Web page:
We followed our signature development process to create FTEX Configurator, spending the most time in the quality assurance phase. There was a lot of back and forth required with FTEX’s engineers to fine-tune the software to get the expected behaviour. We would make a few little tweaks, test it on our end, then send the software to an engineer at FTEX and ask for feedback. Depending on the complexity of the feedback, this could happen up to a few times a day. We used an AGILE approach, and tried to be very responsive.

One of the big jobs on FTEX’s side was that their engineer had to fill out a spreadsheet of all of the possible “addresses'' used by an e-bike. Addresses are numbers that represent a setting for a capability of the controller—e.g. wheel speed, motor voltage, or whether lights should blink or not. We then applied a basic configuration with min/max settings that would fall within a reasonable and safe range.

In terms of deployment of the project, we used GitHub Actions to provide Continuous Development, which allowed us to roll out a new version of the desktop app every day. This meant FTEX didn’t have to wait on our developers as new releases were made available for all platforms in only one click.

Arial view of a man bicycling in the city.

The end result

We were successful in automating a very manual process that originally involved complex coding and mathematics. The finished desktop app has a streamlined and accessible UI, enabling the average person to use it without any programming knowledge thanks to a flow that shows users how to set up their controllers and customize them for their needs. At the moment, there are roughly 50 settings that can be adjusted by the end user via FTEX Configurator. This number will grow because we designed the app so that FTEX can easily update the CAN address mapping to reflect firmware capabilities on the controller.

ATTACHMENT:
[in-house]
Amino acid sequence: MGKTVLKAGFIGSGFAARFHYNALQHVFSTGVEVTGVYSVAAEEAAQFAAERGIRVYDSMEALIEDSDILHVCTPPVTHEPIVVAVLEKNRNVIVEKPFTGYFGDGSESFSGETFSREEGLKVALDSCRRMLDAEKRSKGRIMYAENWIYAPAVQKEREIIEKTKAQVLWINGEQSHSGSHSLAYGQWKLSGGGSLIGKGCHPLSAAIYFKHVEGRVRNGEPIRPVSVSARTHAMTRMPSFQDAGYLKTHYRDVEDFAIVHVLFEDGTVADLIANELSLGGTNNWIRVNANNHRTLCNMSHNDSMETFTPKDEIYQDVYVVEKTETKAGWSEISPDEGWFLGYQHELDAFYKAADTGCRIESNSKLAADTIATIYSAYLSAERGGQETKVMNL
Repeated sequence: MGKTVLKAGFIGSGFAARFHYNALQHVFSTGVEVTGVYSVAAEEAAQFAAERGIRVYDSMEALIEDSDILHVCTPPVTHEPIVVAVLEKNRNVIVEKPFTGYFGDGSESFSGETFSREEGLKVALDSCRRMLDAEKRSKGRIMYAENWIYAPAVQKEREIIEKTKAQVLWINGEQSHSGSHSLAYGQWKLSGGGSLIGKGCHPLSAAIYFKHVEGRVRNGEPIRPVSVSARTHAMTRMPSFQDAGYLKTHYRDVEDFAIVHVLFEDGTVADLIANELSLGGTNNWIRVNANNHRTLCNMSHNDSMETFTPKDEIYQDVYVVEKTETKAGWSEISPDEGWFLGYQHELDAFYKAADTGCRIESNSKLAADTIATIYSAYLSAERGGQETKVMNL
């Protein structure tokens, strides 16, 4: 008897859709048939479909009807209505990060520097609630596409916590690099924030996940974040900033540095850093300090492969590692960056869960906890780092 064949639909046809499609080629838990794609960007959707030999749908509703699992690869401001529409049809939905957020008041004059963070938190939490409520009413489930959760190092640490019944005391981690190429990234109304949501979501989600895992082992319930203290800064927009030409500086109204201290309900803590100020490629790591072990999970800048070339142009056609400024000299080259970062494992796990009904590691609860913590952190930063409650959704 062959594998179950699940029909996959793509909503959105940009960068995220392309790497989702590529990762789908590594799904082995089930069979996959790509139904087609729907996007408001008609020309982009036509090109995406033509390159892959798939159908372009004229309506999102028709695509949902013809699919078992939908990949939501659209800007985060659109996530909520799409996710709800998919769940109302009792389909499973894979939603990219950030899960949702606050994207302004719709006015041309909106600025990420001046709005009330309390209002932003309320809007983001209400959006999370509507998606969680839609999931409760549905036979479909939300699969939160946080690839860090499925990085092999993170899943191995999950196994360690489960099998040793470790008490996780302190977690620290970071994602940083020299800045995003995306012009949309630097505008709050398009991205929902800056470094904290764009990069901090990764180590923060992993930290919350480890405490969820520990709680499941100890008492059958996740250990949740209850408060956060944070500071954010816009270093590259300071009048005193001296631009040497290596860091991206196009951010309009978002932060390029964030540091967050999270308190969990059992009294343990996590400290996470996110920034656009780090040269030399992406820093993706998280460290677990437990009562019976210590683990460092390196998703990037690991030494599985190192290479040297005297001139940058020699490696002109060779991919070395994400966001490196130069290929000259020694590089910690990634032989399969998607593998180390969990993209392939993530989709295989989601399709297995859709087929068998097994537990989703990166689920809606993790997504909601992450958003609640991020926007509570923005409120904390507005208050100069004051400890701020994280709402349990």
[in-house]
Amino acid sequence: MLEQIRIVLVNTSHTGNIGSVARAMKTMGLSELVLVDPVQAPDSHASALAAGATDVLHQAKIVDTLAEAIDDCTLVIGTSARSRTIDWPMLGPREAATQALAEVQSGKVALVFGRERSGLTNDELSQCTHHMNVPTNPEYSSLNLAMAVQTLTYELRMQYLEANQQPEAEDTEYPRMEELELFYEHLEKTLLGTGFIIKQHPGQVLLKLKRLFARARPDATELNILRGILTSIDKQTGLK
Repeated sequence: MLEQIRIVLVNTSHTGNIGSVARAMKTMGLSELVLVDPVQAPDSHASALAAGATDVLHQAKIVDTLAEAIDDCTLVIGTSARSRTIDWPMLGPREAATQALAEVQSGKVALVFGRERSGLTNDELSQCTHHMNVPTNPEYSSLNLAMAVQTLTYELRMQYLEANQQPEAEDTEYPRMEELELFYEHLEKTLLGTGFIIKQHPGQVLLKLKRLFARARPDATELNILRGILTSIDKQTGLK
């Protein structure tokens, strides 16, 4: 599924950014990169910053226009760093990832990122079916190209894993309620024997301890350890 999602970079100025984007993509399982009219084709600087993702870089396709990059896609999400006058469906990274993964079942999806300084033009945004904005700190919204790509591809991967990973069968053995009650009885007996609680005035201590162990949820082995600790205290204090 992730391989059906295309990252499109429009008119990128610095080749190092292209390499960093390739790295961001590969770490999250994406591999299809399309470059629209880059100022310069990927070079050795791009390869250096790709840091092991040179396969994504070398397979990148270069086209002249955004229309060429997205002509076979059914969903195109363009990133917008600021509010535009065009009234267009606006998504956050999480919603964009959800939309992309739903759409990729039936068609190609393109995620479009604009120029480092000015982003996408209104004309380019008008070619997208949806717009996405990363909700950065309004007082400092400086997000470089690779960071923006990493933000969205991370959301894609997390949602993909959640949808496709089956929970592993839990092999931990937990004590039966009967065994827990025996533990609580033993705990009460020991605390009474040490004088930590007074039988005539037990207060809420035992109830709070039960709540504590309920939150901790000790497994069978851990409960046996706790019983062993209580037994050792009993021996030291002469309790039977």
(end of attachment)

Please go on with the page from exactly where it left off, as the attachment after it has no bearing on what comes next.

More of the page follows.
The project work took us two sprints, adding up to a little over a month of development work and testing. The FTEX Configurator tool is now being used internally at FTEX, and by their clients. FTEX is very happy with the finished software, as it represents a massive time-saver for them. Shipping their hardware back and forth to and from their customers is a thing of the past, and they no longer have to set the values manually for each controller. It’s now as simple as their customer plugging in the device, clicking “apply configuration,” watching as the necessary default settings are applied to the motor controller automatically, and refining from there. Upper and lower limits can be saved as a configuration file, which can then be applied to multiple e-bikes in a row.

What’s next

The first version of the FTEX Configurator app was the proof of concept and we’re looking forward to working on the second version, which will support even more light electric vehicles, such as scooters. We’re pleased with how precise and professional the software looks and feels, even though it was our first time using the technology involved.

It’s very gratifying for us as developers to build something that goes beyond the virtual space. Yes, building Python applications is something we do on a regular basis, but setting up controllers that work with physical vehicles that get people from point A to Point B is something else. There’s nothing quite like seeing the actual output of the software we write!

Two people holding their e-bike in the forest.